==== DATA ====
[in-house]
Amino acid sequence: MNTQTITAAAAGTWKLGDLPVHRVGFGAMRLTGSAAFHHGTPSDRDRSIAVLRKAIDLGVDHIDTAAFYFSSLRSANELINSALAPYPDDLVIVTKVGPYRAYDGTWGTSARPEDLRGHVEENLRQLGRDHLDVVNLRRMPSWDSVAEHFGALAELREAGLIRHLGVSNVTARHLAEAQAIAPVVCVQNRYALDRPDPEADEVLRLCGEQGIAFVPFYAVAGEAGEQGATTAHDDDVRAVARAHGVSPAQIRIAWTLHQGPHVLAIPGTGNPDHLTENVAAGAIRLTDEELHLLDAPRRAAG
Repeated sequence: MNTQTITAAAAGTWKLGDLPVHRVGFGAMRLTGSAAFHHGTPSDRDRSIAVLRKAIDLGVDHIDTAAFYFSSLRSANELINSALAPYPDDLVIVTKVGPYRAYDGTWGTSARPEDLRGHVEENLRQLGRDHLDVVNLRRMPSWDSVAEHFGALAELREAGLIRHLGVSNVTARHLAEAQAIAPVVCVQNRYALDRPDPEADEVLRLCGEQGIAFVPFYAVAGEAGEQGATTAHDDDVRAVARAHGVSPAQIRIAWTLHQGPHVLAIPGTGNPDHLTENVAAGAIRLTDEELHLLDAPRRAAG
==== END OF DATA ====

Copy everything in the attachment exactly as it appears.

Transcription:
[in-house]
Amino acid sequence: MNTQTITAAAAGTWKLGDLPVHRVGFGAMRLTGSAAFHHGTPSDRDRSIAVLRKAIDLGVDHIDTAAFYFSSLRSANELINSALAPYPDDLVIVTKVGPYRAYDGTWGTSARPEDLRGHVEENLRQLGRDHLDVVNLRRMPSWDSVAEHFGALAELREAGLIRHLGVSNVTARHLAEAQAIAPVVCVQNRYALDRPDPEADEVLRLCGEQGIAFVPFYAVAGEAGEQGATTAHDDDVRAVARAHGVSPAQIRIAWTLHQGPHVLAIPGTGNPDHLTENVAAGAIRLTDEELHLLDAPRRAAG
Repeated sequence: MNTQTITAAAAGTWKLGDLPVHRVGFGAMRLTGSAAFHHGTPSDRDRSIAVLRKAIDLGVDHIDTAAFYFSSLRSANELINSALAPYPDDLVIVTKVGPYRAYDGTWGTSARPEDLRGHVEENLRQLGRDHLDVVNLRRMPSWDSVAEHFGALAELREAGLIRHLGVSNVTARHLAEAQAIAPVVCVQNRYALDRPDPEADEVLRLCGEQGIAFVPFYAVAGEAGEQGATTAHDDDVRAVARAHGVSPAQIRIAWTLHQGPHVLAIPGTGNPDHLTENVAAGAIRLTDEELHLLDAPRRAAG